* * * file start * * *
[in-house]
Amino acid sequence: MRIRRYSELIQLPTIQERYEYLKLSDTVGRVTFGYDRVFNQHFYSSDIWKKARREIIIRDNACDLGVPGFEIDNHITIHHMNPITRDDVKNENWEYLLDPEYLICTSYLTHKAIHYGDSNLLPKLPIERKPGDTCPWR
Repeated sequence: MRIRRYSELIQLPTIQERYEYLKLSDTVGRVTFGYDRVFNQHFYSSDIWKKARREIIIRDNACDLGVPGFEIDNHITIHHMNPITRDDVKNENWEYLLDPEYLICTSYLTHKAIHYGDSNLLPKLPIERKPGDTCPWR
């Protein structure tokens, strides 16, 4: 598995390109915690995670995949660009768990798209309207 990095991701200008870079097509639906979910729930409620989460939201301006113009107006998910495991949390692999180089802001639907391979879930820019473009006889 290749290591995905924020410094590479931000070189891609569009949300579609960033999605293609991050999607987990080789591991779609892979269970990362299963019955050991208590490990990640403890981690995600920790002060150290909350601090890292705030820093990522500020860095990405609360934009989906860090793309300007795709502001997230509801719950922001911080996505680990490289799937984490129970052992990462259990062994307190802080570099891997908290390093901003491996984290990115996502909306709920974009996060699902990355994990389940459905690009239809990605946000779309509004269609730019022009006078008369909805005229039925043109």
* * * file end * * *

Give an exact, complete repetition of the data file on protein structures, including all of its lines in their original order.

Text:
[in-house]
Amino acid sequence: MRIRRYSELIQLPTIQERYEYLKLSDTVGRVTFGYDRVFNQHFYSSDIWKKARREIIIRDNACDLGVPGFEIDNHITIHHMNPITRDDVKNENWEYLLDPEYLICTSYLTHKAIHYGDSNLLPKLPIERKPGDTCPWR
Repeated sequence: MRIRRYSELIQLPTIQERYEYLKLSDTVGRVTFGYDRVFNQHFYSSDIWKKARREIIIRDNACDLGVPGFEIDNHITIHHMNPITRDDVKNENWEYLLDPEYLICTSYLTHKAIHYGDSNLLPKLPIERKPGDTCPWR
């Protein structure tokens, strides 16, 4: 598995390109915690995670995949660009768990798209309207 990095991701200008870079097509639906979910729930409620989460939201301006113009107006998910495991949390692999180089802001639907391979879930820019473009006889 290749290591995905924020410094590479931000070189891609569009949300579609960033999605293609991050999607987990080789591991779609892979269970990362299963019955050991208590490990990640403890981690995600920790002060150290909350601090890292705030820093990522500020860095990405609360934009989906860090793309300007795709502001997230509801719950922001911080996505680990490289799937984490129970052992990462259990062994307190802080570099891997908290390093901003491996984290990115996502909306709920974009996060699902990355994990389940459905690009239809990605946000779309509004269609730019022009006078008369909805005229039925043109």